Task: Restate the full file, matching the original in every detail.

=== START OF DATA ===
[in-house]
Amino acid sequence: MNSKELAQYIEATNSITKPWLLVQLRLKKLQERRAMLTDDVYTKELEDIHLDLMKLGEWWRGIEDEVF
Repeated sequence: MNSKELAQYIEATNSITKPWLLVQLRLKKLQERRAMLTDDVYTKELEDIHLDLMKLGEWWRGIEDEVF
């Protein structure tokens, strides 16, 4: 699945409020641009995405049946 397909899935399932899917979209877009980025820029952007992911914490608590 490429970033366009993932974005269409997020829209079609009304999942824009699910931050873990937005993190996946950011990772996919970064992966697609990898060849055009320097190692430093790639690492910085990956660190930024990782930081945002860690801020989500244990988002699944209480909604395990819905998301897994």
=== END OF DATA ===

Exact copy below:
[in-house]
Amino acid sequence: MNSKELAQYIEATNSITKPWLLVQLRLKKLQERRAMLTDDVYTKELEDIHLDLMKLGEWWRGIEDEVF
Repeated sequence: MNSKELAQYIEATNSITKPWLLVQLRLKKLQERRAMLTDDVYTKELEDIHLDLMKLGEWWRGIEDEVF
């Protein structure tokens, strides 16, 4: 699945409020641009995405049946 397909899935399932899917979209877009980025820029952007992911914490608590 490429970033366009993932974005269409997020829209079609009304999942824009699910931050873990937005993190996946950011990772996919970064992966697609990898060849055009320097190692430093790639690492910085990956660190930024990782930081945002860690801020989500244990988002699944209480909604395990819905998301897994």